Customs chief Talks about Closed Border Opening and Import-Export Ban

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     Customs chief Talks about Closed Border Opening and Import-Export Ban

Col. Hameed Ali, retired Controller-General, Nigerian Customs Service, revealed when the Nigerian border will be accessible to neighboring countries and on the form of goods that should enter and exit Nigeria.

According to Ali, all imports and exports of products from the land borders of the nation remain prohibited until an agreement has been reached with neighboring countries on the form of goods that should enter and exit Nigeria.

Speaking further during Monday’s joint press conference in Abuja, he maintained that all goods must enter only through legitimate air and seaports where they can undergo thorough scanning and consumer-fit certified.

     Customs chief Talks about Closed Border Opening and Import-Export Ban

     Customs chief Talks about Closed Border Opening and Import-Export Ban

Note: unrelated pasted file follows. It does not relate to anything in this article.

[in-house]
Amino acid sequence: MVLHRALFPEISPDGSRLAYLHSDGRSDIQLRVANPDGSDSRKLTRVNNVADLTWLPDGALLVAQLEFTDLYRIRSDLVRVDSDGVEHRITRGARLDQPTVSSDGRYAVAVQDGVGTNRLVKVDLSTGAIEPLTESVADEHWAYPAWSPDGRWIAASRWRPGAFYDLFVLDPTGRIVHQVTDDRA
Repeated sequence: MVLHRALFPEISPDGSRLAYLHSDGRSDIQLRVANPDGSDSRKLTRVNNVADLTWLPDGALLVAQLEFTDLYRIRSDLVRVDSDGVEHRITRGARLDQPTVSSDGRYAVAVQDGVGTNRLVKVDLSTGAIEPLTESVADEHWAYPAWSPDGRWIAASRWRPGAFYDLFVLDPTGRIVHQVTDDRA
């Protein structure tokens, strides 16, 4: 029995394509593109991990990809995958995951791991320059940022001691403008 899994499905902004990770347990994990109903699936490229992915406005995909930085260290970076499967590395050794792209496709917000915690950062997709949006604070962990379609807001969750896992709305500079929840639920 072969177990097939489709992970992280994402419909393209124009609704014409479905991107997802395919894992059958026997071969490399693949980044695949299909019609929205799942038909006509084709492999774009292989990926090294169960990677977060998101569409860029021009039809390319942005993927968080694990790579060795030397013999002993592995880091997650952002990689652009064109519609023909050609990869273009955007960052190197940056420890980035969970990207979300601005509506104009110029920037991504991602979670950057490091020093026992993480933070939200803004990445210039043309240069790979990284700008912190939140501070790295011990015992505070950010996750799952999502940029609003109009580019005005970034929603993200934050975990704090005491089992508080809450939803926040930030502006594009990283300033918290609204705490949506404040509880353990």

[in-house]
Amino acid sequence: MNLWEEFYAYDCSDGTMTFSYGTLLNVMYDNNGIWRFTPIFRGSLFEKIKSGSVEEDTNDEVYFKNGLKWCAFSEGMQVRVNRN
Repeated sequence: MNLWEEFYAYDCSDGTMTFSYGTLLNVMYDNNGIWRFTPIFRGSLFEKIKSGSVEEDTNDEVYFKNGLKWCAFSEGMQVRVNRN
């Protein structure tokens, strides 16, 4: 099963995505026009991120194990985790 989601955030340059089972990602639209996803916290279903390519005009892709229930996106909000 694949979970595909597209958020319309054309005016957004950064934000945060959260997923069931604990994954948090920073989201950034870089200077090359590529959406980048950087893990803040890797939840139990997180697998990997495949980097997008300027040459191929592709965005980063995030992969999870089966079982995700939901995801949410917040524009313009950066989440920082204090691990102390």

“We hope that by the time we get to the end of this exercise, we would have agreed with our neighbours on the type of goods that should enter and exit our country,” he said.

“For now, all goods, whether illicit or non-illicit, are banned from going and coming into Nigeria.

“Let me add that for the avoidance of doubt that we included all goods because all goods can equally come through our seaports.

“For that reason, we have deemed it necessary for now that importers of such goods should go through our controlled boarders where we have scanners to verify the kind of goods and how healthy to our people can be conducted.”

Meanwhile, Nigeria’s Central Bank (CBN) has appealed to members of the Rice Millers Association of Nigeria (RIMAN) and other rice value chain stakeholders not to raise rice prices over border closures.

Mr. Godwin Emefiele, CBN Governor, said this in a statement issued by Mr. Muhammed Tijani, Media Assistant to the Chairman of RIMAN and made available to newsmen in Abuja on Monday.

As a result of the closing of the borders, Emefiele also called on them not to stockpile rice to increase the price, adding that such actions are unpatriotic.

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